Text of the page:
The Financial Times reported on January 25 that smaller Chinese shipping companies—Transfar Shipping, Sea Legend, and Fujian Huahui Shipping—have taken advantage of this immunity to redeploy to the Red Sea. One can imagine that Beijing’s partners in Riyadh, Cairo, and elsewhere would have found this combination of a political non-response and commercial opportunism incredibly disappointing after all the pronouncements of a greater present last year. 

The US has repeatedly and publicly asked for Chinese support, which has not been forthcoming. On the face of it, this looks like a lack of US influence; China is confident enough to ignore the global superpower. Look more closely, however, and this seems to be a deft bit of positioning by Washington. China’s inaction exposes the self-interested and transactional nature of its position in the Middle East. Regional actors need international leadership in the Red Sea, and China has not offered it.  

On January 26, Reuters reported that Beijing had been working behind the scenes. It reached out to Iran—the Houthi’s sponsor and closest partner—asking them to rein in the group or risk Tehran’s economic relations with China. It is often assumed that the Houthis are an Iranian proxy, but it is more of a partnership than a patron-client relationship. A Houthi spokesman said there had been no message from Iran concerning China. Whether or not this is true—there is no reason for them to acknowledge such discussions publicly—it seems that the leadership in Tehran is far more focused on regional priorities right now.

At the same time, the partnership with China has not delivered in economic terms to the degree the Iranians expected. Since finalizing the comprehensive strategic partnership deal in 2021, Iran has been the recipient of a flimsy $185 million in Chinese investment, which pales in comparison to the excess of $5 billion Saudi Arabia has provided over the same period. Iran’s deputy economy minister Ali Fekri complained last year that he “is not happy with the volume of Chinese investment in Iran, as they have much greater capacity.” This frustration seems to have boiled over in January, when Iran decided that the days of cheap oil for China were done; Iran began withholding crude shipments to Beijing and demanded higher prices after long offering significantly discounted crude. The perception of Chinese leverage in Tehran—much like the perception of Chinese power and influence in the Middle East and North Africa—took a hit.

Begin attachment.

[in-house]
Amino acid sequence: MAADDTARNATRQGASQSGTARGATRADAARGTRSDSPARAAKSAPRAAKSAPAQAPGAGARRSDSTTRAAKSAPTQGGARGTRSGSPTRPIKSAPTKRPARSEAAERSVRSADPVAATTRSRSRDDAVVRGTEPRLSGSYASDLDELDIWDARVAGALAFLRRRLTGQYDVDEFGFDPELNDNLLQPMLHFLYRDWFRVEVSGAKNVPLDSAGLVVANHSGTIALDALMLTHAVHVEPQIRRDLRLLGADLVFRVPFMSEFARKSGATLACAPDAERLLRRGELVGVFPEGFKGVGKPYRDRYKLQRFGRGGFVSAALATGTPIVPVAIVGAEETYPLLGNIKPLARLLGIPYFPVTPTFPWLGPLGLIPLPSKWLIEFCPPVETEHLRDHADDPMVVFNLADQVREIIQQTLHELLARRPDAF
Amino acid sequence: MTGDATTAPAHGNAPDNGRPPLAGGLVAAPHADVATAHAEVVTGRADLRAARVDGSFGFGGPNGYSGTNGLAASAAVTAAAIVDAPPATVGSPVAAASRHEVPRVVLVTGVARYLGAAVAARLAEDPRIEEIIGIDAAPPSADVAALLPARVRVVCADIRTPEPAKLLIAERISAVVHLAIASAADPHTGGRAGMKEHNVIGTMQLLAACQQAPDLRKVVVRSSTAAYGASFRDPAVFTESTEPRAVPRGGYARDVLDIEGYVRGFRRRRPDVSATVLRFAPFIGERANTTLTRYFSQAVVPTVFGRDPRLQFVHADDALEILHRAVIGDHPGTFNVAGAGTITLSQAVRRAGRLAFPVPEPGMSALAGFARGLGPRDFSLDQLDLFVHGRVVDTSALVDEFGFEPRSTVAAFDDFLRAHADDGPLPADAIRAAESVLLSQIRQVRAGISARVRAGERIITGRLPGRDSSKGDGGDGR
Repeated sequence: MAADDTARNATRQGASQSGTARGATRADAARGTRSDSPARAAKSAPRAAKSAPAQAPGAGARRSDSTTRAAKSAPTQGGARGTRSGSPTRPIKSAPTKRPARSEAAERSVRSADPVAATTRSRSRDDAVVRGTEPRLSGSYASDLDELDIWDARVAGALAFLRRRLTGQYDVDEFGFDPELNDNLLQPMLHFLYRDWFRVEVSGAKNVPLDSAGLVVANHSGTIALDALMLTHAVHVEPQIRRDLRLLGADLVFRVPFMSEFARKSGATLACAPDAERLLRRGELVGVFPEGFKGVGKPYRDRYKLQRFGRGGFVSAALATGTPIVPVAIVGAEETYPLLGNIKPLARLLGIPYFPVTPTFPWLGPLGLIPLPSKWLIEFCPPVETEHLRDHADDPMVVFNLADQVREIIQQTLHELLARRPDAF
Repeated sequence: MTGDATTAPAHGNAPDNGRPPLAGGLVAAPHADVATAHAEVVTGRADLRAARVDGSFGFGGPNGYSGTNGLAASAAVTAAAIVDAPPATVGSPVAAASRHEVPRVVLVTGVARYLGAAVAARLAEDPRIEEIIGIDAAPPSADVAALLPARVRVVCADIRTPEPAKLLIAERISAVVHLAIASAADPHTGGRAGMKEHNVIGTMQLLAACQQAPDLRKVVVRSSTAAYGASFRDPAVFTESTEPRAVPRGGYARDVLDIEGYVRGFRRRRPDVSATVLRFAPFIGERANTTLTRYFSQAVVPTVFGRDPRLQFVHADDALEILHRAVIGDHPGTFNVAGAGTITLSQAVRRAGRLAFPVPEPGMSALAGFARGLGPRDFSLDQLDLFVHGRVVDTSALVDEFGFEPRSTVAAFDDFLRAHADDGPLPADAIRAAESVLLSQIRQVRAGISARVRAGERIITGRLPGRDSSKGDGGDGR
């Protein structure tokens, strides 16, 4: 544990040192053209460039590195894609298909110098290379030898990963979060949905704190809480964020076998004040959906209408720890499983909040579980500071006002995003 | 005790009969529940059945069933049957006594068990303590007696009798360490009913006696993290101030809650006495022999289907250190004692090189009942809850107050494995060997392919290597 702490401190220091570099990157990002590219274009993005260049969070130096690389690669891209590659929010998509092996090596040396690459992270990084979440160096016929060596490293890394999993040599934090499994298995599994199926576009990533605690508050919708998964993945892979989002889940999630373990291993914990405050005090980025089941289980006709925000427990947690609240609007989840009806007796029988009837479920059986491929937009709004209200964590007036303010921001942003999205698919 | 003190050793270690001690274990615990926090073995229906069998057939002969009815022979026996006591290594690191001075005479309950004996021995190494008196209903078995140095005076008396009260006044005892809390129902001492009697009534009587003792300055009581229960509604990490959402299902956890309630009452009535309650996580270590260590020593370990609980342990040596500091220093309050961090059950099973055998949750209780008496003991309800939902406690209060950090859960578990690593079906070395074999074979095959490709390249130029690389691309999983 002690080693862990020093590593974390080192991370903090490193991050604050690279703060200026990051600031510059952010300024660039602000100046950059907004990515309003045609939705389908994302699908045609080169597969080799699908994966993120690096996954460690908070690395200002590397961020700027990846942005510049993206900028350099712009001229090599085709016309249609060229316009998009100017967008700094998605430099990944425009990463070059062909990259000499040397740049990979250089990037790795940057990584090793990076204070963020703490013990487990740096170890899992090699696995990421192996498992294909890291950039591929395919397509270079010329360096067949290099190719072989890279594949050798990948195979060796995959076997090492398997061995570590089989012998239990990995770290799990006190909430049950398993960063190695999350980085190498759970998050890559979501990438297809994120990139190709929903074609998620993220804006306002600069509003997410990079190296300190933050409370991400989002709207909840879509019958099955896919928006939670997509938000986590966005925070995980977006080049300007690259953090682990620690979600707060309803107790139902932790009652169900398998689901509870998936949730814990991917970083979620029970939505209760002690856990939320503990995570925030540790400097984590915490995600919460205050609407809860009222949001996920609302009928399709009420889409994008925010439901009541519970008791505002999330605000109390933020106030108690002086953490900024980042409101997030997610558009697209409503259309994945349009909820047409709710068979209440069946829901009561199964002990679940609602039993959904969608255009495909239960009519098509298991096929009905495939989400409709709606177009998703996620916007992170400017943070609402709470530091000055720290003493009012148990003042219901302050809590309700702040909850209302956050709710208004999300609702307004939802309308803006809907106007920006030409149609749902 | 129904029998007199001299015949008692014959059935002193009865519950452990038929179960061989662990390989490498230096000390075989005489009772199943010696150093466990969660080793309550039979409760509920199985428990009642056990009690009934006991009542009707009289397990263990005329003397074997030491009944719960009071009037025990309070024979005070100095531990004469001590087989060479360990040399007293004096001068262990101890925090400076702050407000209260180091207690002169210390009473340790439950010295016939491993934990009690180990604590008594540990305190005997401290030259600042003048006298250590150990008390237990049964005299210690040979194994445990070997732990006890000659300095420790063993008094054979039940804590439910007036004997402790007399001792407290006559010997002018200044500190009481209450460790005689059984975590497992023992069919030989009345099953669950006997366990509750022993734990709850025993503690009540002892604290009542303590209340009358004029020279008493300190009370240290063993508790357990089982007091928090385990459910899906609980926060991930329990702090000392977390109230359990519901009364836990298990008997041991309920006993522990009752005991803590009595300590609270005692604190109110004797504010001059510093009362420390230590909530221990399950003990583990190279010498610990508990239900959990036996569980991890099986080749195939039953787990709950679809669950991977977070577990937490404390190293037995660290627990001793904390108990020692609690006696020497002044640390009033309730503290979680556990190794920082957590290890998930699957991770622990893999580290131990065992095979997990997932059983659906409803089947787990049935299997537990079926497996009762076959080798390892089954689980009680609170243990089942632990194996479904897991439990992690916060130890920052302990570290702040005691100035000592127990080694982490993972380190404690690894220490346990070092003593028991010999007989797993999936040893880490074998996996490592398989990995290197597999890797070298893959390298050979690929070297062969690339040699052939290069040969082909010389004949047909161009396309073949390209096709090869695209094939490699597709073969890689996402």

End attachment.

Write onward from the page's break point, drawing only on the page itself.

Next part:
It is important to emphasize that these dynamics are all very fluid. Seeing its status and interests in the Middle East threatened, Beijing may yet step up and play a role commensurate with its economic footprint. However, it is more likely to continue to be the regional actor it has been over the past decade—one that comes to the Middle East to trade and build, not lead. 

Jonathan Fulton is a nonresident senior fellow for Atlantic Council’s Middle East Programs and the Scowcroft Middle East Security Initiative and an association professor of political science at Zayed University in Abu Dhabi, UAE.   

Further reading

Image: Chinese President Xi Jinping and Arab leaders pose for a group photo during the China-Arab summit in Riyadh, Saudi Arabia December 9, 2022. Saudi Press Agency/Handout via REUTERS